Book Review: Jennifer Egan's A Visit From The Goon Squad

I haven't written about a book for a while, mainly because I made a strict promise to myself months ago to only write about books/movies/music etc that I actually liked on here. This blog has always been my own personal outlet, to write about what I want to, not a place to pan someone else's work, just because it's not of my own personal taste. So, this really means that I haven't been blown away by a book for a really long time... Until now.

A Visit From The Goon Squad

I bought this book last year in the summer, when I was in Santa Cruz with my sister. I had seen it around in every book shop, picked it up, read the back, hesitated and then put it down again. I finally bought it because it really did look like something I should read, and would possibly like. I only picked it up to read it recently because I am trying to get through my "to be read" piles of books before purchasing any new ones. As soon as I started reading the book I recognised the style and realised that I had already read another book by her a few years back (The Invisible Circus), which I hadn't been able to put down.

This is one of those books that I wish I had written myself. You know, when you are reading it, you stop and say "ARGH - I wanted to do something like this!!". Yes, that. Each chapter is written from a different person's standpoint, from a different type, but everyone is linked back to everyone else, brother, mother, sister, father, son, daughter, employer, friend, boyfriend, girlfriend. Spanning 30 or so years, and seemingly disconnected while each chapter jumps to another character and time, the storyline is held in place by a string of music. By that I mean that music is the underlying theme in each chapter and that everything is brought together by music. From the kids in the LA punk scene, via the music label guy who won't sell out to the last concert at the end of the book 10 years from now, music is literally everywhere. Of course I was going to love this book!!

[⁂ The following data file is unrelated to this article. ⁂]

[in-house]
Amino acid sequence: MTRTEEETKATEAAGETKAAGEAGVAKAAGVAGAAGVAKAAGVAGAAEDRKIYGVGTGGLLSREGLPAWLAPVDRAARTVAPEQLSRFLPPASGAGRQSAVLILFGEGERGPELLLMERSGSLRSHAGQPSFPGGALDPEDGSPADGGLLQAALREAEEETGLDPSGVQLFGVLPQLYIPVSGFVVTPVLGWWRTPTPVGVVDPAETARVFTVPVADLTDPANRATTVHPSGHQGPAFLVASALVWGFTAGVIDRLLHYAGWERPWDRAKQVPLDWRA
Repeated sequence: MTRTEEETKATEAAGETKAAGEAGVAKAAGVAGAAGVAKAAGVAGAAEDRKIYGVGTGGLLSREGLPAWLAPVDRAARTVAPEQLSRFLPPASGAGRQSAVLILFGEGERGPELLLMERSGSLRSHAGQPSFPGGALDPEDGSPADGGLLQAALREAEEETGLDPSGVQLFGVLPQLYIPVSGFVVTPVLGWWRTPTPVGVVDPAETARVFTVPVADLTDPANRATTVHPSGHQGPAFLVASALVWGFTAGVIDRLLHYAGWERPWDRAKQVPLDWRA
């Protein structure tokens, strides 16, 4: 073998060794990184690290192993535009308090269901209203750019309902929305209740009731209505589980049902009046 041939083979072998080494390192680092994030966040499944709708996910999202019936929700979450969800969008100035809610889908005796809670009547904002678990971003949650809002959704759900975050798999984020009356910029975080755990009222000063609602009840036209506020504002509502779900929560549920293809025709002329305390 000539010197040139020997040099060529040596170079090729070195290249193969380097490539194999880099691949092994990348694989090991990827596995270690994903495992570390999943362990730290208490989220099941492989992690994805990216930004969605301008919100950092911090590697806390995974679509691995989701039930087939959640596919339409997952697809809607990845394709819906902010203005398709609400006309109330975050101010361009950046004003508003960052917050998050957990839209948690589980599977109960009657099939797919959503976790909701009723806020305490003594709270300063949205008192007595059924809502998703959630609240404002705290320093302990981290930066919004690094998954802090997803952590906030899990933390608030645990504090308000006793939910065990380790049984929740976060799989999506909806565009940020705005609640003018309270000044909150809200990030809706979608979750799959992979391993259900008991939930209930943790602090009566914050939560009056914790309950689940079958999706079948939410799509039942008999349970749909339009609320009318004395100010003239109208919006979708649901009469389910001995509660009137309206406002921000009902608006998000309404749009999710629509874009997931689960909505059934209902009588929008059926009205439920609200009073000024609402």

I read a few reviews last night after I had finished the book, and was surprised to read that many people felt they couldn't connect with the characters as I felt a lot of affection for most of them, especially Sasha and Rob. Other people complained about the whole PowerPoint pages nearer the end of the novel - I thought it was a pretty genius way of telling a story, especially seeing as the point was to show how music and structure can help calm the symptoms of autism. Others complained that it didn't deserve the Pulitzer, but then again didn't really give any reasons for why it didn't deserve it. All I can say is that I devoured the book, and I haven't done that for a while. It's quite refreshing to say that because I've been a little disappointed by what I have been trying to read lately.

I cried in the end. I don't want to spoil it for anyone, so I won't really say anything, but the ending is pretty majestic in my opinion. High technology and simple feelings, all brought together by music that everyone knows. Brilliant.

Marge Piercy's Gone To Soldiers: my favourite book of all time